5. Hick argues that growing toward God beginning from a distance requires moral choices in a pain and stress environment in "broadly the kind of world of which we find ourselves to be a part." Here is the heart of the issue, but "broadly" is too vague. Unless we are to think God clumsy or imprecise in his choices, we must either argue that our world is optimum for these purposes or
    (p. 57) admit that God's pressure on us goes beyond all bounds justified by these gentle aims. Our world has the pain and stress needed for spiritual growth, but enough is enough, and it would appear God turned the pressure up so as to destroy some while educating only a few. If he is "gradually creating perfected finite persons,' we must accuse God of poor engineering and suggest a refresher course at M.I.T. Hick admits that the threat to his argument comes from the "sheer amount and intensity" of evil, but recognizing this he still does not alter his argument in any way as a result.
  6. Hick asks us: we do not want God to take away freedom, do we? But this is like the college administrator arguing against a proposed new curriculum by saying, we don't want lower salaries, do we? The issue with our administrator is whether curriculum changes really necessitate lower salaries, and the issue with God is whether freedom is possible only in this way, or whether we could have freedom and more desirable circumstances in which to exercise it. "All's well that ends well," Hick's countryman agrees with him, but even if God has some "glorious kingdom" in store for us, this in no way proves that our world was the only way to get there, or that every horror in it was somehow necessitated or justified. People at their best seem more flexible and capable in improving design than this, which I suppose is why so many in the modern age have rejected treating evil as theodicy and have opted for anthropodicy (evil as solely the creation of human beings and thus of no religious concern).
  7. Our judgments about the intensity of evil required may be "relative," but surely they are good enough to know that evil in our world is destructive beyond any necessity, whether or not we can specify the exact perfect balance. In fact, there may be no simple balance point, which if true should cause us to rethink what "perfection" in God means. The fact that some people find any evil intolerable no matter how small does not prove that all the evils of our world are necessitated. Hick admits that the evil in nature is a bit of a mystery. He calls for us to build up mutual caring and love. That is well and good, but it also lets God dodge the argument of explaining why he chose the degree of destruction he decided to unleash on the world. Hick's own children would not let him get away with answering "do your best" when they ask why he places excessive demands on them, and we should let neither Hick nor God slip out of accountability so easily. We may be within the sphere of God's love and moving toward the kingdom, but that explains very little about why God chose a route through so dark a jungle.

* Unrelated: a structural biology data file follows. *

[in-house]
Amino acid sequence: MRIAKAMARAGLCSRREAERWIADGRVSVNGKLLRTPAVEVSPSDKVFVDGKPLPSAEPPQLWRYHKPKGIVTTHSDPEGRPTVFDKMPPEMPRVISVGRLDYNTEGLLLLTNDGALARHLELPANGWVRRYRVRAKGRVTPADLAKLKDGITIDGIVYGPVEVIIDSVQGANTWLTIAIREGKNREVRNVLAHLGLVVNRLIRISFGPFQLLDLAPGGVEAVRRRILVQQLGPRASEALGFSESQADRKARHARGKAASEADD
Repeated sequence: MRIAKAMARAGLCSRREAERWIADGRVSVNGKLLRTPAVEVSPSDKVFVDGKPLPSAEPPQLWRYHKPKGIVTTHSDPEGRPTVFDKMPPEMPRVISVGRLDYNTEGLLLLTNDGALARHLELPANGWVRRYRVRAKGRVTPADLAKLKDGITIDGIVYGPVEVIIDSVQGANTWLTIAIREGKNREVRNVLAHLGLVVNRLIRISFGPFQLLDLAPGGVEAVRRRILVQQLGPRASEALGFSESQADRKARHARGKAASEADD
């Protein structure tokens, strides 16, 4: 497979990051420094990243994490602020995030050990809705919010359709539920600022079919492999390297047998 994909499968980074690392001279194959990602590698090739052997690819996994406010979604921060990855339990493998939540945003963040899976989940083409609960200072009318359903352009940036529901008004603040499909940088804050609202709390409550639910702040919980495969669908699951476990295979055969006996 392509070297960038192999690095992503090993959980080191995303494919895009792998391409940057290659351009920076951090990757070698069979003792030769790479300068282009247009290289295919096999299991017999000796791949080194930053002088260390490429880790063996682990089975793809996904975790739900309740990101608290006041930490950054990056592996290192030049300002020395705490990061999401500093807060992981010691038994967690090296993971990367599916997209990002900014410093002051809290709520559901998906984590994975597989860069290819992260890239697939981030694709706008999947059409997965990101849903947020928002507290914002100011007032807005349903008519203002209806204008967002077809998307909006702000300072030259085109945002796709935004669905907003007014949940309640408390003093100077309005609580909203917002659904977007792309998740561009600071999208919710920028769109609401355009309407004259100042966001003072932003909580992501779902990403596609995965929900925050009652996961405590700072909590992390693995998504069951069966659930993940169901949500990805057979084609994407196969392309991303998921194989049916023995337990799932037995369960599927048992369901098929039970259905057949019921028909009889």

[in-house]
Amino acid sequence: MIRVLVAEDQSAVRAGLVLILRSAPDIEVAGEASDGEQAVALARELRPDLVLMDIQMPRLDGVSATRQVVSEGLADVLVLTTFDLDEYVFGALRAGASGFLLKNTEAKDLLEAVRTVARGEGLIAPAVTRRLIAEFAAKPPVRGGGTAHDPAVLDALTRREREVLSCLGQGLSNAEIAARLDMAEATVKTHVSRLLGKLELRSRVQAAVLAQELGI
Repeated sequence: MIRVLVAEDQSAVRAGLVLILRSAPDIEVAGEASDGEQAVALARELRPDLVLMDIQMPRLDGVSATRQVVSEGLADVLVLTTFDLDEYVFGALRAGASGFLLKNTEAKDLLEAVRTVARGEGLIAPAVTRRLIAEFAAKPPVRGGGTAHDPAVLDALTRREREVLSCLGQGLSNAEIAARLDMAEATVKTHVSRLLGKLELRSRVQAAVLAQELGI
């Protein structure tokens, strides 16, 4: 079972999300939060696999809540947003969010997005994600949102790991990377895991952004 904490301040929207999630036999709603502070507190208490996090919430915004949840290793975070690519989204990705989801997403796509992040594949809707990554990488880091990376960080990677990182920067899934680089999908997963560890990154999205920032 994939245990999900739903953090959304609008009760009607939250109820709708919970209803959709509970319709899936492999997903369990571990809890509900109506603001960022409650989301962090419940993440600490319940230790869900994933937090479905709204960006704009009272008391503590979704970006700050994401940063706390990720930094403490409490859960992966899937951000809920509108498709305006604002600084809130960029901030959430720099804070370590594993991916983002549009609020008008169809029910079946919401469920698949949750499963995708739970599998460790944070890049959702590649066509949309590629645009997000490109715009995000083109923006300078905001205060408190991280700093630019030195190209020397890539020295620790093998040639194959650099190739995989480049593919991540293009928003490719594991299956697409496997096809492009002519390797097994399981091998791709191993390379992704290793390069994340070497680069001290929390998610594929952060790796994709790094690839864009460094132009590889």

8. Hick again delays his answer to "some sphere of existence other than this earth." There may be a heaven in store, but to say that isn't a theodicy, is it? Our task in theodicy is to explain God's ways to humanity, which means to account for why evil was allowed to have the decisive place it has. To say "we'll have a nice time in heaven" even if true does not touch this question. If John Hick "gets there before I do," I hope he will thank God for the nice heaven, but then
    (p. 58) ask him why on earth he chose the avenue to it he did. If Hick will not, I will, granted St. Peter has not imposed martial law in order to silence all unfriendly questions from philosophers. However, like so many who are religiously or politically silenced, I ask only because I care for those lost on earth, and because I think the answer is our key to understand God.

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Critique of "Hick (John) - An Irenaean Theodicy".